When Buffalo recorded his first solo album, Lovin' in the Valley of the Moon (Capitol Records, 1977), the engineer hung the mic above him in the manner frequently used for recording singers. “The breathing and grunting noises coming out of my nose were almost louder than the harmonica,” he recalls. “Being a bit green about recording at the time, I didn't know how to deal with that. We ended up putting masking tape across my nose to keep the breathing out!” That experience led Buffalo to question where the instrument sound was primarily issuing from. “After realizing it came out more from the bottom of my hands, I lowered the mic so the diaphragm was aiming up from beneath my hands. That position gets rid of most of the nose sound, and it allows me to work the mic very close.”

Buffalo relates an interesting tip about using pop filters: “I find that U 87s tend to close down with too much humidity, so during the winter or anytime it's moist or rainy out (or humid like in the South), I'll put up a pop filter to help spare the mic. But when it's dry, you can play close on an 87 with no problem — and the way I play, the closer I get, the more beautiful and warm the tone is.”


A useful technique I often employ is double miking. I position two different-sounding microphones, typically one dynamic and one condenser, side by side as close together as possible, with the diaphragms in the same plane (see Fig. 1). Each signal is routed to its own track, and the two levels are closely matched. The player directs his or her performance to the center of the two mics from about six inches back so that the mics hear the instrument equally. The result is two distinct tracks that can be blended to taste during mixdown, typically in lieu of any EQ.

Oskar offers a different way to lay down two simultaneous tracks. “Sometimes I'll hold the beyerdynamic M 160 in my hands and play into the BLUE Bottle mic at the same time,” he says. “That way I get the body from the handheld mic and some presence and room sound from the condenser. Later I can blend the two tracks however I want.”

Stevens offers another, more involved double-whammy technique: “I split the signal coming from the mic and send one half to one track and the other to a really fast, clean power amp and a great speaker — a reference monitor, for example. The monitor is turned up in the room so I can hear it and miked from about 10 to 20 inches back. The second mic signal is sent to another track, which gives you two tracks to mix together. It sounds wonderful; you get a totally acoustic sound that's as big as a house” (see Fig. 2).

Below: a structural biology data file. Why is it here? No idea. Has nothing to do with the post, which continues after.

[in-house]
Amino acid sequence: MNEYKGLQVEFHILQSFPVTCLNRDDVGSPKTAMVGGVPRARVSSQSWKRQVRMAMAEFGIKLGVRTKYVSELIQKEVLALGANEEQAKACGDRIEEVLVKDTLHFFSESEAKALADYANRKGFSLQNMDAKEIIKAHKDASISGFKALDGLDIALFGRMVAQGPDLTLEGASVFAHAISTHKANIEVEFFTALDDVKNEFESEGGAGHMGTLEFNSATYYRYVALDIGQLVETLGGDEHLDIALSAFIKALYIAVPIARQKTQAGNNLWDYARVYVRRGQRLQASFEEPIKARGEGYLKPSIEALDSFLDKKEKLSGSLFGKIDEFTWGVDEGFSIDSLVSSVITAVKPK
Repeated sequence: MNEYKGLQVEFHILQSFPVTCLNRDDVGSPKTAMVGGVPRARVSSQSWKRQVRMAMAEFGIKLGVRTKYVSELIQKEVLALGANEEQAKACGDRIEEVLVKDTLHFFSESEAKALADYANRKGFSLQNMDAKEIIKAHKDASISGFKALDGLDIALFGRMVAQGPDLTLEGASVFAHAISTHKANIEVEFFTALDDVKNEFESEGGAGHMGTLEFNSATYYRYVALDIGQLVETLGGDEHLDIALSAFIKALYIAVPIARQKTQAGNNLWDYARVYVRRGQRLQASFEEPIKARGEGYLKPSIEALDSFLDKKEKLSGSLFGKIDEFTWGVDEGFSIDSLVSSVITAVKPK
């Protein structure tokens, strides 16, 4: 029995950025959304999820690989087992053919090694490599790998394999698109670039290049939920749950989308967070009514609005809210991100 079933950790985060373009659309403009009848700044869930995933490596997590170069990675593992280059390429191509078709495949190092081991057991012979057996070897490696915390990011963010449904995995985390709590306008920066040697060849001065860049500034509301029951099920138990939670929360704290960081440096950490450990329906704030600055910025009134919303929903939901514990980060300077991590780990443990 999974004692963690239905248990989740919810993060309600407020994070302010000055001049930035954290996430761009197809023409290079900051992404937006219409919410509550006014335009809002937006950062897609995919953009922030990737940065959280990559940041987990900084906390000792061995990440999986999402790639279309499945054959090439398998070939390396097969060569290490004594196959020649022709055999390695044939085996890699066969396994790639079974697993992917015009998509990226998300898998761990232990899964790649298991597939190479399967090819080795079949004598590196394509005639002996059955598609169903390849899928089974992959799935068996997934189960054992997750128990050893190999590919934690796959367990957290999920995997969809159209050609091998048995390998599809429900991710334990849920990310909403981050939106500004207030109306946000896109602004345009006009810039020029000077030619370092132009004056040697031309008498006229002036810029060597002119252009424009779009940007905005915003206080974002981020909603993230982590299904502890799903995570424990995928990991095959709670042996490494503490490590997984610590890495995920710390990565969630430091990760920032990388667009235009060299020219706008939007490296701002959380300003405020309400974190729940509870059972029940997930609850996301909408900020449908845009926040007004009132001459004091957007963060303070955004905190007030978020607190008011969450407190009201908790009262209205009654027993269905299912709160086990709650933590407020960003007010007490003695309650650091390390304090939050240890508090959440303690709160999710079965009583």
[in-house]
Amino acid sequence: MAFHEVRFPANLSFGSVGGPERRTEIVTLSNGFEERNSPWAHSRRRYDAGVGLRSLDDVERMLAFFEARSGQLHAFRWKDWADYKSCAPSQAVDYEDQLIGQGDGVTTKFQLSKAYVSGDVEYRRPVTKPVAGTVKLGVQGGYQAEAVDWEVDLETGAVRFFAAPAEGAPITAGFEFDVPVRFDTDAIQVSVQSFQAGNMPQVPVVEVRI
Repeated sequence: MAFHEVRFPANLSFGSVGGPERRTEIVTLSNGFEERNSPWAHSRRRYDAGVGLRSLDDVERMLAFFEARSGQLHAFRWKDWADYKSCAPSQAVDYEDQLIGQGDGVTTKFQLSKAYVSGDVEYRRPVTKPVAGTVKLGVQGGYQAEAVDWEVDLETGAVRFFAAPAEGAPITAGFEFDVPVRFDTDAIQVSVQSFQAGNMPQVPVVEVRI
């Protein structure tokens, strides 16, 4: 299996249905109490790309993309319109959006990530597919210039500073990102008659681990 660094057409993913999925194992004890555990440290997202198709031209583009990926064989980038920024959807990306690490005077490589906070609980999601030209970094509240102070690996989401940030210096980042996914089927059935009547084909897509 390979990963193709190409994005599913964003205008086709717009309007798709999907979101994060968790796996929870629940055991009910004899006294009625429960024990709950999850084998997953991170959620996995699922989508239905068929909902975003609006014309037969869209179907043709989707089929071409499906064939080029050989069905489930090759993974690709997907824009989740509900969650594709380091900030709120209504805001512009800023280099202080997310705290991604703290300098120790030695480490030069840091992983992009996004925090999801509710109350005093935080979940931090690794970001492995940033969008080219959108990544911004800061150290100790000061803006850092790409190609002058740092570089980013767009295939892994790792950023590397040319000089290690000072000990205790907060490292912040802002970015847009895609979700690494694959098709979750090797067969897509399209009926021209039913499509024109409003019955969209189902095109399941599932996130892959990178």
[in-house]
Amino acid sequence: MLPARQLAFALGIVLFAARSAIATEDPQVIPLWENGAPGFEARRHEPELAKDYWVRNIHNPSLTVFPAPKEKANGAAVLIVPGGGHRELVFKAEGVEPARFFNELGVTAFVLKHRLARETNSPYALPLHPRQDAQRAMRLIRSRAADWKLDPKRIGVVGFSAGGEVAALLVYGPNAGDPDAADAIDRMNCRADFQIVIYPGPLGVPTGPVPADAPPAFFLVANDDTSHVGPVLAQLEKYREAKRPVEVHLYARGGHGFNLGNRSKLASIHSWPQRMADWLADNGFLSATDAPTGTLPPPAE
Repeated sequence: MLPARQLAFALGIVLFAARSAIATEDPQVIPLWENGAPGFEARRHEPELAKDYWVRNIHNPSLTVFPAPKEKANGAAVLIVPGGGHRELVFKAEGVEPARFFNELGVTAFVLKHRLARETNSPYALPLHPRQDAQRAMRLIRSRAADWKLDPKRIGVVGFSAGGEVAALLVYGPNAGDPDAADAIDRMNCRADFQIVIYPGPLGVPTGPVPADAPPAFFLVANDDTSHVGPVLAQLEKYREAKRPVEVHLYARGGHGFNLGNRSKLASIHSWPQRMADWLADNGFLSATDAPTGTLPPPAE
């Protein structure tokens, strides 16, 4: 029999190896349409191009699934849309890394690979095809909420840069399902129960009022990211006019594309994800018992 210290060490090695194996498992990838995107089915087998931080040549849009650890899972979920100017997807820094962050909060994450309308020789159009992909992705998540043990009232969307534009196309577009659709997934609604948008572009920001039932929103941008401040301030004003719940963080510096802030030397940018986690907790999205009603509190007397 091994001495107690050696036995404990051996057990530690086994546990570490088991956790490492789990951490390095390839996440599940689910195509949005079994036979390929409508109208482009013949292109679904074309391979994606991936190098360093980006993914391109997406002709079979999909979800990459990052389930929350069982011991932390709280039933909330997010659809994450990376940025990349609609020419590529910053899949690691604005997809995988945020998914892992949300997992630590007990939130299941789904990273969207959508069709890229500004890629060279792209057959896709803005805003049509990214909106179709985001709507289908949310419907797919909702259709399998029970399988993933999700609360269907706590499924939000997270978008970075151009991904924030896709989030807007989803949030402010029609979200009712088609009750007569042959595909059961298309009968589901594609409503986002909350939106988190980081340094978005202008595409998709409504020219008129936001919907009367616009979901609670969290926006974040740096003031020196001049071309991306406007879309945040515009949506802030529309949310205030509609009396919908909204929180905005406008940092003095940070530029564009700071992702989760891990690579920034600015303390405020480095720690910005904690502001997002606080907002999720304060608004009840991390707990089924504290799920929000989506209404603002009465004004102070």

Stevens discovered another cool trick by accident on a session for which he had to switch back and forth between amplified harp (miked with a Shure Bullet) and acoustic harp. “When it came time for the acoustic stuff, I turned down the volume pot on the Bullet, but I didn't have time to set it down. As I cupped the Bullet and played acoustically into the other mic, a U 47, I got this unbelievably sweet sound. Now, on certain sessions, I'll actually put the Bullet in my hands like that — unplugged — just to shape the tone as I record acoustically.”


Stevens volunteers the following advice about the best type of headphones to use when recording harmonica: “I recommend open-ear rather than isolation-type phones. With isolation phones, you can sometimes hear the sound of the harp radiating up through your jaw, which freaks out a lot of harp players and tends to make them play flat. Open-ear-type phones let you hear yourself in the room, which makes it easier to stay in tune.”

If you don't have access to open-ear phones, Oskar recommends the old one headphone on, one headphone off trick. “When using great mics, the sound can sometimes be so overwhelming that it's easy to overplay,” he says. “In that case, it really helps to be able to hear yourself rather than just what's coming through the mic.”

Brian Knaveis a former Knockout. Special thanks to Jean “Toots” Thielemans, Lee Oskar, Norton Buffalo, Mike Stevens, Skipper Wise, Tom McCauley, Karl Winkler, Reggie Marshall, Dirk Godts, Myles Boisen, and Marshall Lamm.